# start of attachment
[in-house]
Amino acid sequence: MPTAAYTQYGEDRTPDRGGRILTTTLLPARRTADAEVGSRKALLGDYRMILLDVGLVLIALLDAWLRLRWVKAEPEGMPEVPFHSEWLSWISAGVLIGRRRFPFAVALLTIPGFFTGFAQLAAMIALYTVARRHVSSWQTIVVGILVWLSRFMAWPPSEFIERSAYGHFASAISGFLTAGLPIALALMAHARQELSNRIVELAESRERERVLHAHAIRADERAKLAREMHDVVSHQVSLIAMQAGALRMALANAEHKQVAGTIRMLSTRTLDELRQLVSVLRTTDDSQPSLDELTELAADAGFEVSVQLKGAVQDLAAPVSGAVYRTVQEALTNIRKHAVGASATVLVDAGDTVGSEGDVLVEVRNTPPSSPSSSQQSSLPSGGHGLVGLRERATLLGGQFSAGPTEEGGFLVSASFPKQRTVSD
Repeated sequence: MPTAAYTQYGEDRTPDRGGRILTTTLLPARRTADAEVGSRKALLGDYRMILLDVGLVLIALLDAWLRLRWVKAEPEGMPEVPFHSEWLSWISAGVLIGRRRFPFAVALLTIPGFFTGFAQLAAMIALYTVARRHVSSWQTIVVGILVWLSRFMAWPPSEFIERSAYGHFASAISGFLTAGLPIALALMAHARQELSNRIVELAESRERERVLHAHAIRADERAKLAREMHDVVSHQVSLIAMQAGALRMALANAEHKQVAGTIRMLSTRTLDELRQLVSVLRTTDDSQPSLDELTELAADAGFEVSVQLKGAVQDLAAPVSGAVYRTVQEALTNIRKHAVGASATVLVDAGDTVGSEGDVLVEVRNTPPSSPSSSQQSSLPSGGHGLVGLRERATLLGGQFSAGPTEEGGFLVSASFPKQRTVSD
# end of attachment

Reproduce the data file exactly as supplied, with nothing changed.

[in-house]
Amino acid sequence: MPTAAYTQYGEDRTPDRGGRILTTTLLPARRTADAEVGSRKALLGDYRMILLDVGLVLIALLDAWLRLRWVKAEPEGMPEVPFHSEWLSWISAGVLIGRRRFPFAVALLTIPGFFTGFAQLAAMIALYTVARRHVSSWQTIVVGILVWLSRFMAWPPSEFIERSAYGHFASAISGFLTAGLPIALALMAHARQELSNRIVELAESRERERVLHAHAIRADERAKLAREMHDVVSHQVSLIAMQAGALRMALANAEHKQVAGTIRMLSTRTLDELRQLVSVLRTTDDSQPSLDELTELAADAGFEVSVQLKGAVQDLAAPVSGAVYRTVQEALTNIRKHAVGASATVLVDAGDTVGSEGDVLVEVRNTPPSSPSSSQQSSLPSGGHGLVGLRERATLLGGQFSAGPTEEGGFLVSASFPKQRTVSD
Repeated sequence: MPTAAYTQYGEDRTPDRGGRILTTTLLPARRTADAEVGSRKALLGDYRMILLDVGLVLIALLDAWLRLRWVKAEPEGMPEVPFHSEWLSWISAGVLIGRRRFPFAVALLTIPGFFTGFAQLAAMIALYTVARRHVSSWQTIVVGILVWLSRFMAWPPSEFIERSAYGHFASAISGFLTAGLPIALALMAHARQELSNRIVELAESRERERVLHAHAIRADERAKLAREMHDVVSHQVSLIAMQAGALRMALANAEHKQVAGTIRMLSTRTLDELRQLVSVLRTTDDSQPSLDELTELAADAGFEVSVQLKGAVQDLAAPVSGAVYRTVQEALTNIRKHAVGASATVLVDAGDTVGSEGDVLVEVRNTPPSSPSSSQQSSLPSGGHGLVGLRERATLLGGQFSAGPTEEGGFLVSASFPKQRTVSD